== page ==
By Mike Amery, Legislative Counsel, Federal Affairs, (202) 349-4299, email@example.com
The mission of the Academy is to be "indispensable to its members." One way the Academy fulfills this mission is by representing of neurology in the halls of Congress. Capitol Hill Report presents regular updates on legislative action and how the AAN ensures that the voice of neurology is heard on Capitol Hill. The Academy's legislative counsel in Washington, DC, Mike Amery, offers bi-weekly updates on advocacy for neurology and neurologic concerns.
I spent the last Monday on Capitol Hill with AAN President-elect Bruce Sigsbee. One of the meetings we had was with Sen. Susan Collins (R-ME). Dr. Sigsbee specifically wanted to thank her for cosponsoring the Neurology Amendment offered by Sen. Amy Klobuchar during the health care debate in the Senate. As you may remember, Sen. Collins was the one Republican on the amendment making it bipartisan, quite a rarity during the debate.
During their discussion Sen. Collins reminded Dr. Sigsbee of a meeting they had in 2008. In March of that year, advocates from the Academy were on Capitol Hill during the annual Neurology on the Hill program. One of the key issues was the Academy's effort to raise awareness of the problem of TBI impacting veterans returning from Afghanistan and Iraq. Sen. Collins said that up until their meeting she had not been aware of the extent of the problem and Dr. Sigsbee's discussion led her to take a leading role in the Senate on the issue of TBI in Veterans. Sen. Collins become the lead Republican sponsor of the Heroes at Home Act which was authored by then Sen. Hillary Clinton (D-NY) with the help of the Academy.
The point of this is to show that you never know when your contacts with a member of Congress or even their staff can have long-lasting benefits for your profession and your patients. There is no question that the services that veterans with TBI are receiving today are improved. There is still much more work to be done but just one contact can make a difference.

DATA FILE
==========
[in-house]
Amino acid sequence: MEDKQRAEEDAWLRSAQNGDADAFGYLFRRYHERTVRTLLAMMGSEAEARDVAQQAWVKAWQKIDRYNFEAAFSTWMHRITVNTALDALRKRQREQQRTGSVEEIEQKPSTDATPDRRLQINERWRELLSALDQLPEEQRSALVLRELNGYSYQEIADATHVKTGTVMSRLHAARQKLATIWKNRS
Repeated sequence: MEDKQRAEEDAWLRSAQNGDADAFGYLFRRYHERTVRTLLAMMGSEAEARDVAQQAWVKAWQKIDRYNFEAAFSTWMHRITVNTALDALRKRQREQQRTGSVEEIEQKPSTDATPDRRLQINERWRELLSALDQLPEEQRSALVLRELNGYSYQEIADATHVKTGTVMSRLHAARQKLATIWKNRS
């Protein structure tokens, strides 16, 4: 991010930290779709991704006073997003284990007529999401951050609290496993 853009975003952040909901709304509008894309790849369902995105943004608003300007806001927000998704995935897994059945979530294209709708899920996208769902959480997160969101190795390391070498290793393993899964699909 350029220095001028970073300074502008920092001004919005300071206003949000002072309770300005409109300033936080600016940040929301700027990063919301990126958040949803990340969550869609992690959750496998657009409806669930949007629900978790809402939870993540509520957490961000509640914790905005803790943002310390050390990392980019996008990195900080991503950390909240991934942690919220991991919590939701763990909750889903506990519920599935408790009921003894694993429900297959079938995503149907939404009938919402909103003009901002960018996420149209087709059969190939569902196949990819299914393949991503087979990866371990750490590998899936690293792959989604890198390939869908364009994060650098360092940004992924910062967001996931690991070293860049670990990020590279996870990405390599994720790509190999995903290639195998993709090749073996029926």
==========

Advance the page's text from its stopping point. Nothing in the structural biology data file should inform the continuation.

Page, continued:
The House will begin fresh discussions this week on the issue of Medicare physician reimbursements to delay a scheduled 21-percent cut to the Sustainable Growth Rate (SGR) formula on May 31. A House-passed bill that would repeal the existing payment formula and boost payment rates has been held up in the Senate because of concerns over cost. However, House and Senate Democratic leaders may work for a longer-term fix, which would delay the cuts for five years. New Congressional Budget Office (CBO) estimates the cost of a five-year fix at $88.5 billion and a permanent repeal of the existing formula at $275 billion over 10 years. It just so happens that under the February pay/go law, Congress exempted exactly $88.5 billion to prevent the cuts! Interesting how those numbers are the same…
Although Dr. Sigsbee was in congressional offices mainly talking about neurology's omission from the misnamed primary care incentive, he was able to express the Academy's concern about the SGR cuts to key staff people in the Senate Finance Committee, House Ways and Means Committee, as well as the House Energy and Commerce Committee. The Academy believes that the time for a permanent fix is now and at continued temporary delays will only exasperate the enormous financial problem that the SGR has become. The reality is, if Congress passes a five-year temporary fix, at the end of five years the total cost for a permanent fix may well be north of half a trillion dollars.
For the last several years Academy member Robert Shapiro, MD of Vermont has led a group of neurologists and activists interested in headache to Capitol Hill for a Headache on the Hill lobby day. Each year they have pointed out that research dollars going towards headache does not equal the societal costs of headache. The AAN has been supportive of Dr. Shapiro's efforts and this year they have paid off. Dr. Shapiro and his group secured an agreement from Sen. Patrick Leahy (D-VT) to send a letter to NIH Director Frances Collins asking that more funds be directed towards headache research. The letter was signed by 19 other members of Congress and can be viewed here. (link to attached PDF) Dr. Shapiro thanked supporters by saying, "Thank you for your personal efforts that made the attached letter a reality. It is a landmark congressional recognition of Americans suffering with these disorders. I’m sure that you share my hope that it will result in material increases in NIH funding for headache disorders research programs."
There are a lot of big issues out there and you never know when that one contact you make makes the difference.